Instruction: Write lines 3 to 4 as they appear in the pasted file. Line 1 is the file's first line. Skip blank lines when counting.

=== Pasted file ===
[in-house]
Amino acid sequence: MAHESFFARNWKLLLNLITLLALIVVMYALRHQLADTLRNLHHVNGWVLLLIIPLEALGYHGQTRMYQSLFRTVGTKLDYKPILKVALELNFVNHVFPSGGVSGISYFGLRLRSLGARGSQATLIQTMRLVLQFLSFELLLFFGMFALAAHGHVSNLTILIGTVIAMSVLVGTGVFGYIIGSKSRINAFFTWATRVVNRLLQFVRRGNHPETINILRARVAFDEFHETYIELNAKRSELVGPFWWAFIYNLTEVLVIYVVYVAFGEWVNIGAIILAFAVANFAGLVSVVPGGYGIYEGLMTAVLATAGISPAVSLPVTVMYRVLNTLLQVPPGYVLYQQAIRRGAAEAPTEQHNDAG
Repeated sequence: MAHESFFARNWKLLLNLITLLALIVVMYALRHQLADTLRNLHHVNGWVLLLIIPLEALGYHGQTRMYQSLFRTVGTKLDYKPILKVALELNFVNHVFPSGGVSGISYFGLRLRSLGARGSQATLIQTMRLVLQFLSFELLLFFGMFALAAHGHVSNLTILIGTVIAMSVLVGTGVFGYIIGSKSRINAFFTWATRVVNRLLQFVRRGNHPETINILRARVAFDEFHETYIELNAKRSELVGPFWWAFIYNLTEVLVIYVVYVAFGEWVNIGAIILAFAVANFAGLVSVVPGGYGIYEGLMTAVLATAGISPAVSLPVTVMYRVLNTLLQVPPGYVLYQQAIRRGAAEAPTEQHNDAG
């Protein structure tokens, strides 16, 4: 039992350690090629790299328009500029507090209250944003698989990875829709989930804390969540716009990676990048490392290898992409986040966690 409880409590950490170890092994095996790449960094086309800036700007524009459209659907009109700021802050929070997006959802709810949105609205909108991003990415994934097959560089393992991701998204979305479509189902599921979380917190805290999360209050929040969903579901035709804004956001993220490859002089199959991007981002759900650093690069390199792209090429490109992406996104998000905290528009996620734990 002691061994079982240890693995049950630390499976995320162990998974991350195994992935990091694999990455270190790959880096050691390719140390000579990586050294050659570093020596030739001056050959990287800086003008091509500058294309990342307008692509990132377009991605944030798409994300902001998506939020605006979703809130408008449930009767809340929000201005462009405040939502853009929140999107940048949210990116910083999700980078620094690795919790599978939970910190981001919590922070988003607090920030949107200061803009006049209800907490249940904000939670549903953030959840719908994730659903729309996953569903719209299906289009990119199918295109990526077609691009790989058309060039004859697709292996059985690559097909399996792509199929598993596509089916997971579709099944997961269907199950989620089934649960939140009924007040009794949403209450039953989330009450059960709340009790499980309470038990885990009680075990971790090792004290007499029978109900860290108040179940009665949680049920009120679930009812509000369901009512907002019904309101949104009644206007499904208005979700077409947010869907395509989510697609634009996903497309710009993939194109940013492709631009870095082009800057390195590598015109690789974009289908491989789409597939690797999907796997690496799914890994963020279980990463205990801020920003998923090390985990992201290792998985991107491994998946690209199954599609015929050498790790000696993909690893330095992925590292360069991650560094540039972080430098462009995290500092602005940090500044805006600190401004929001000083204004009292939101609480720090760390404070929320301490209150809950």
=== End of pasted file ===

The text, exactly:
Repeated sequence: MAHESFFARNWKLLLNLITLLALIVVMYALRHQLADTLRNLHHVNGWVLLLIIPLEALGYHGQTRMYQSLFRTVGTKLDYKPILKVALELNFVNHVFPSGGVSGISYFGLRLRSLGARGSQATLIQTMRLVLQFLSFELLLFFGMFALAAHGHVSNLTILIGTVIAMSVLVGTGVFGYIIGSKSRINAFFTWATRVVNRLLQFVRRGNHPETINILRARVAFDEFHETYIELNAKRSELVGPFWWAFIYNLTEVLVIYVVYVAFGEWVNIGAIILAFAVANFAGLVSVVPGGYGIYEGLMTAVLATAGISPAVSLPVTVMYRVLNTLLQVPPGYVLYQQAIRRGAAEAPTEQHNDAG
């Protein structure tokens, strides 16, 4: 039992350690090629790299328009500029507090209250944003698989990875829709989930804390969540716009990676990048490392290898992409986040966690 409880409590950490170890092994095996790449960094086309800036700007524009459209659907009109700021802050929070997006959802709810949105609205909108991003990415994934097959560089393992991701998204979305479509189902599921979380917190805290999360209050929040969903579901035709804004956001993220490859002089199959991007981002759900650093690069390199792209090429490109992406996104998000905290528009996620734990 002691061994079982240890693995049950630390499976995320162990998974991350195994992935990091694999990455270190790959880096050691390719140390000579990586050294050659570093020596030739001056050959990287800086003008091509500058294309990342307008692509990132377009991605944030798409994300902001998506939020605006979703809130408008449930009767809340929000201005462009405040939502853009929140999107940048949210990116910083999700980078620094690795919790599978939970910190981001919590922070988003607090920030949107200061803009006049209800907490249940904000939670549903953030959840719908994730659903729309996953569903719209299906289009990119199918295109990526077609691009790989058309060039004859697709292996059985690559097909399996792509199929598993596509089916997971579709099944997961269907199950989620089934649960939140009924007040009794949403209450039953989330009450059960709340009790499980309470038990885990009680075990971790090792004290007499029978109900860290108040179940009665949680049920009120679930009812509000369901009512907002019904309101949104009644206007499904208005979700077409947010869907395509989510697609634009996903497309710009993939194109940013492709631009870095082009800057390195590598015109690789974009289908491989789409597939690797999907796997690496799914890994963020279980990463205990801020920003998923090390985990992201290792998985991107491994998946690209199954599609015929050498790790000696993909690893330095992925590292360069991650560094540039972080430098462009995290500092602005940090500044805006600190401004929001000083204004009292939101609480720090760390404070929320301490209150809950």